Today, we’ll look at the second part of the Works of Piety, what I might call the “going out to eat with others part.” I would not recommend trying to add all of the Means of Grace into your daily routine at once, pick one or two to work on between now and the start of Lent (March 6).
Communal Practices – regularly share in the sacraments, Christian conferencing (accountability to one another), and Bible study
Communal practices are those that are done with others. Sometimes we prefer to keep our spiritual side personal and not practice with others, the challenge that only practicing individual works presents is that we really miss out on what others can bring to help nurture and challenge us. We also miss the opportunity to be the person someone else needs in their journey.
- Regularly Share in the
Sacraments. In the United Methodist Church, we recognize two sacraments:
baptism and Holy Communion. My first thought was that we can regularly
practice the latter, but since we are only baptized once, not the former.
When we participate in Holy Communion, we accept and receive the Holy Spirit into ourselves, so that we are strengthened to go out into the world as Christ’s representative. We generally practice it on the first Sunday of each month. Next time, listen to the liturgy as we move through it.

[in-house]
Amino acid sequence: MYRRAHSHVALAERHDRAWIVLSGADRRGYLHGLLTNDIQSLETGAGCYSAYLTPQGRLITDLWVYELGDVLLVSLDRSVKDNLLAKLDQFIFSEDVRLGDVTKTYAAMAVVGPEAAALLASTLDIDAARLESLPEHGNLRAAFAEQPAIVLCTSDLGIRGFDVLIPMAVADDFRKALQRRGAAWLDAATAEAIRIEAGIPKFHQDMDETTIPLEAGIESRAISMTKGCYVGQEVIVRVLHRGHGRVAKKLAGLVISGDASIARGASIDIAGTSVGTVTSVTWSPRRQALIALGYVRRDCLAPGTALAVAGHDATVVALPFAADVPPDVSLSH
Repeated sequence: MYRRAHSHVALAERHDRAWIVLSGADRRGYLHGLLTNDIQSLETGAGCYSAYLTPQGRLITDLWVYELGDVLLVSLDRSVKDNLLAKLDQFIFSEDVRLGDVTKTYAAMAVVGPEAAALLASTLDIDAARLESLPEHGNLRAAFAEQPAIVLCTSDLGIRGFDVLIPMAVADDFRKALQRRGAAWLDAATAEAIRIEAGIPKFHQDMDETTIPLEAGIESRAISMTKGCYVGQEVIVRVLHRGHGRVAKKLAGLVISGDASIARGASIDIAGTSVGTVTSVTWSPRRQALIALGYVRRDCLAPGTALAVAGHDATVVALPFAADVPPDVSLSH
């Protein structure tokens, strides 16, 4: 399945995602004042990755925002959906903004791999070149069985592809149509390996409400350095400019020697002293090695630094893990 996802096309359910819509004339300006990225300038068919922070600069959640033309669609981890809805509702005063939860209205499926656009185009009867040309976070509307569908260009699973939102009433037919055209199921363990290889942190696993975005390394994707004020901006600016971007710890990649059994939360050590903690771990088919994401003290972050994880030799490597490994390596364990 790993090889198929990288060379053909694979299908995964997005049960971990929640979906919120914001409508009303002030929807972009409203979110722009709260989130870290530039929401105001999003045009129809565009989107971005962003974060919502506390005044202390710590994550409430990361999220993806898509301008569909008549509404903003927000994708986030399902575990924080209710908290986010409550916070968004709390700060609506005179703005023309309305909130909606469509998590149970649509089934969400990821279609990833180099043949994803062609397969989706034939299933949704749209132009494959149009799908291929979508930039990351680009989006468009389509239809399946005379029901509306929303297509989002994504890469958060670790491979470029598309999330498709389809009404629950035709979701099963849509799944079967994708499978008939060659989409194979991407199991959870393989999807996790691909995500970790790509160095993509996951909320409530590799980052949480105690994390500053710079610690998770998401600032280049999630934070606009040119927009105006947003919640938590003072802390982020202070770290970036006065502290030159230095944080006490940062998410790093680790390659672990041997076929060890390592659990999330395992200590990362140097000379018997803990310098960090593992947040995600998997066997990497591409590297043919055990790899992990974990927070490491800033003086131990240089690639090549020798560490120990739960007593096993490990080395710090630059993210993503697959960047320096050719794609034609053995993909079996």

With baptism, we are invited into the journey of each person being baptized. The congregation response is:
With God’s help we will proclaim the good news and live according to the example of Christ.
We will surround these persons with a community of love and forgiveness, that they may grow in their trust of God, and be found faithful in their service to others.
We will pray for them, that they may be true disciples
who walk in the way that leads to life
Consider all of the people who have been baptized in church and over whom you have made this pledge. Perhaps sharing in the sacrament of baptism over time is practicing that promise.For more info on both, visit http://www.umc.org/what-we-believe/sacraments
- Christian Conferencing is
not something that we typically do much anymore, yet it was the foundation
of early Methodism. John Wesley
formed people into groups, called classes, and in them people were
expected to share how did over the previous week. The primary question was, “how is it
with your soul?” People were expected to be present every week and
essentially go through a list of things, like the means of grace, and
share how they did with each. It wasn’t about judgment, rather it was a
place to offer encouragement and to help one another grow by sharing how
they found ways to succeed. This kind of group is not focused on a
curriculum or on learning any material, it’s a group designed to “spur one
another on to love and good deeds…” *
Consider shifting a group you are currently involved with, or forming a new group of just a few people to help hold you accountable to the life of discipleship. Let me know if there’s a way I can help!
Bible Study as a communal work is when we get together with others and discuss passages from the Bible. We often read commentaries on our own or get together to discuss books on Christian living or the commentaries and both of those are beneficial, but there is something that really ignites a spark when people gather and seek to get to the meat of the biblical text itself. Commentaries are helpful to supplement the text and conversation.